Diet Coke is taking its new look to the Super Bowl.
It's the brand's first ad in the game since 1997 and part of an expensive new campaign that seeks to inject the struggling soda with a youthful, blunt-talking vibe and move move away from the glossy, feminine approach it has used for years.
The campaign by Anomaly Los Angeles, which breaks today, comes as Diet Coke overhauls its logo and packaging, including new slim-shaped cans, while adding four new flavored varieties like twisted mango and ginger lime. The changes, announced earlier this month, are aimed at giving the brand a more contemporary feel, while broadening it appeal beyond its core female baby boomer dinkers. The brand declined to share details on the 30-second Super Bowl spot, which will run in the second-quarter.
Coca-Cola Co. is also planning a second ad by Wieden & Kennedy that plugs the broader Coke trademark.
Diet Coke's new marketing approach eschews big-name female pop stars like
"This is a carefully curated cast of up-and-coming actors who are starting to make their mark on culture and who reflect the attitude we want Diet Coke to convey," Danielle Henry, group director of integrated marketing content for Coca-Cola North America, says in a statement.
That attitude, embodied in the new "because I can" tagline, seeks to position the brand for a younger audience by adopting an unapologetic but more down-to-earth tone. "This is not the hyper-feminine, glossy Diet Coke anymore." Henry says in an interview. "This is an authentic, self-aware, stripped-down Diet Coke that is really inclusive."
The first TV spot shows Jacobs talking directly to the camera while sipping a slim-canned Diet Coke, telling viewers to "just do you, whatever that is. And if you're in the mood for a Diet Coke, have a Diet Coke."
The brand is pushing the new flavored versions with a series of 15-second spots in which Diet Coke's new endorsers make cheeky observations about the varieties. In one spot, Soni describes the "feisty cherry" flavor as "not the kind of cherry you bring home to your mom."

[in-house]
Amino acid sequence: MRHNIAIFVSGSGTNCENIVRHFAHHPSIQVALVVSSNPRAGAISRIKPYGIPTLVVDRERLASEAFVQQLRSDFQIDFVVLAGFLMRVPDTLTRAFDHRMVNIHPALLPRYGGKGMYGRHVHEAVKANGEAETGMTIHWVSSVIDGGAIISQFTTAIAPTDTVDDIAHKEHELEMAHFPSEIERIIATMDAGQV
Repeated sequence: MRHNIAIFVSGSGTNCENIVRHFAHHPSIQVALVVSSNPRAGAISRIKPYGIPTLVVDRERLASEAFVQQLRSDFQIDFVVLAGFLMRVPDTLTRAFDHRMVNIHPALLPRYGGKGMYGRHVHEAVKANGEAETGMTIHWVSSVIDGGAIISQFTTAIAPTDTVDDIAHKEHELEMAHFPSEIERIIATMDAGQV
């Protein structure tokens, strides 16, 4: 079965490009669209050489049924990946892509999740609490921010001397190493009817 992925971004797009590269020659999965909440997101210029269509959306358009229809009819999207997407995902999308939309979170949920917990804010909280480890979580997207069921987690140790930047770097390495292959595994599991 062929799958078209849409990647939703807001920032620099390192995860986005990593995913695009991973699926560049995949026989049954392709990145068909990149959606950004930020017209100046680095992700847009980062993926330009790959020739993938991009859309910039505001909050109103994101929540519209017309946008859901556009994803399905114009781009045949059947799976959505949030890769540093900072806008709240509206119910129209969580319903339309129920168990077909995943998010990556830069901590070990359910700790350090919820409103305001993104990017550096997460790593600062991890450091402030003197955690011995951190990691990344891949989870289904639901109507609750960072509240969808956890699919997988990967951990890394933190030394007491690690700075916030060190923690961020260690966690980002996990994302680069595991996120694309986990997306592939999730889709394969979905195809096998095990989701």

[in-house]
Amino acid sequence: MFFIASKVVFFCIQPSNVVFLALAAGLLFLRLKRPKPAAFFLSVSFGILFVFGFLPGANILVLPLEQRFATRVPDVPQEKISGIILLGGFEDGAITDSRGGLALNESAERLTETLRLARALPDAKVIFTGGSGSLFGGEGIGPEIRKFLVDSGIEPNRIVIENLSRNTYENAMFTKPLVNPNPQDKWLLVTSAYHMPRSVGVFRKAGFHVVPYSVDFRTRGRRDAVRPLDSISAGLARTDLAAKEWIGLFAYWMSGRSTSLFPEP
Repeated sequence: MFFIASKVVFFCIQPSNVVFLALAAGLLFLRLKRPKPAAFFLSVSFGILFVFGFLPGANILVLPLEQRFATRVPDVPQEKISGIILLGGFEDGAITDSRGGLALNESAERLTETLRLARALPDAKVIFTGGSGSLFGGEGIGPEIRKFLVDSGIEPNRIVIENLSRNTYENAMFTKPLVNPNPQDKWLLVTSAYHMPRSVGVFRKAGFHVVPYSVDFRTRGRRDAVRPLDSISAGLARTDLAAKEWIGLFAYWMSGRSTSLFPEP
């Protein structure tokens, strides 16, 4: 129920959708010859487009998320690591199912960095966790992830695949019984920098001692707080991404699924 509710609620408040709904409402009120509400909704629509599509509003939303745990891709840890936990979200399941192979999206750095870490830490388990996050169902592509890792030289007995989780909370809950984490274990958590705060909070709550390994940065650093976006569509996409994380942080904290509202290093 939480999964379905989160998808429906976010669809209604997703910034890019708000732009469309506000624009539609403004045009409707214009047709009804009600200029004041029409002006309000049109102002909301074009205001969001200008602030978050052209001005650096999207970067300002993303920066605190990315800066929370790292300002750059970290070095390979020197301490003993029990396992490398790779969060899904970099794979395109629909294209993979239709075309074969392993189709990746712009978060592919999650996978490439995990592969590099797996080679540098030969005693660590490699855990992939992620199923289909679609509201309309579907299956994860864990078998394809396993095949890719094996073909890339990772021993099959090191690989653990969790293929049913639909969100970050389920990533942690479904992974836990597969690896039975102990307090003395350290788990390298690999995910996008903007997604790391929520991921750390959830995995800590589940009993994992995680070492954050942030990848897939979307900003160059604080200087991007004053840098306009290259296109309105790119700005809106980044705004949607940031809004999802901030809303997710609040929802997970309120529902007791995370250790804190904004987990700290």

The other ads star actors Hayley Magnus, Ryan Goldsher and Daniel Stewart. (See all the spots below.) The director is by Paul Feig, known for the TV series "Freak and Geeks," as well as movies including "Bridesmaids" and the 2016 "Ghostbusters" remake.
Aggressive social media and outdoor advertising is also planned, as well as sampling at events and festivals.
Executives declined to share the total media investment for the new campaign. But Super Bowl ads alone run for about $5 million for 30 seconds. Add it up and it amounts to a major media investment for a brand whose recent sales trends suggest it could be past its prime. Diet Coke, like all diet sodas, has struggled to grow as calorie-conscious drinkers turn to other options like sparkling water and zero-calorie energy drinks. Diet soda brands are also dealing with a declining appetite for artificial sweeteners like aspartame.
Diet Coke's U.S. volume declined 4.3 percent last year, according to Beverage Digest's preliminary estimates on 2017 soda sales. Diet Pepsi fared worse, down 7.7 percent. But Diet Coke remains a massive brand. Even at a 7.7 percent soda market share, it is the third-largest soft drink behind regular Coke and Pepsi, according to Beverage Digest. And for Coca Cola Co., Diet Coke still accounts for 27 percent of its total cola sales, behind regular Coke's 66 percent, according to Sanford C. Bernstein.
"Diet Coke is a brand that a lot of people love and they love it passionately," says Rafael Acevedo, Coca-Cola North America's group director for Diet Coke, noting that 20,000 Diet Cokes are consumed every minute in the U.S.. "I think that honestly we should have probably done a better job modernizing the brand … and that's what we're doing right now."
Duane Stanford, executive editor of Beverage Digest, says the company has no choice but to invest in a turnaround attempt. "The brand is so big and produces so much cash for Coke that abandoning it would amount to malpractice," he says. "Controlling, or even stopping, the skid would be a meaningful victory."
The revamp—which was announced Jan. 10—has gotten mixed reviews. In a report issued Jan. 19, Sanford C. Bernstein beverage analysts said they reviewed 15,000 social media posts about the Diet Coke overhaul. They found that that most posts took a "largely neutral stance," albeit they "skewed slightly negatively." Positive posts "centered around the excitement in trying new flavors," Bernstein notes in its report.
"While the risk of alienating current loyalists seems low, we are skeptical that new Diet Coke will be able to drive new customers to the category, or prevent some from leaving, as the beverage continues to be sweetened with aspartame and thus does not address consumer aversion to artificiality," the report states. Coke executives cited their own research showing that 96% of the feedback has been positive or neutral.
"A key will be how well the flavors can keep millennials engaged once the massive launch activity shakes out and the brand settles back into routine," says Stanford.
Here are the other 15-second spots: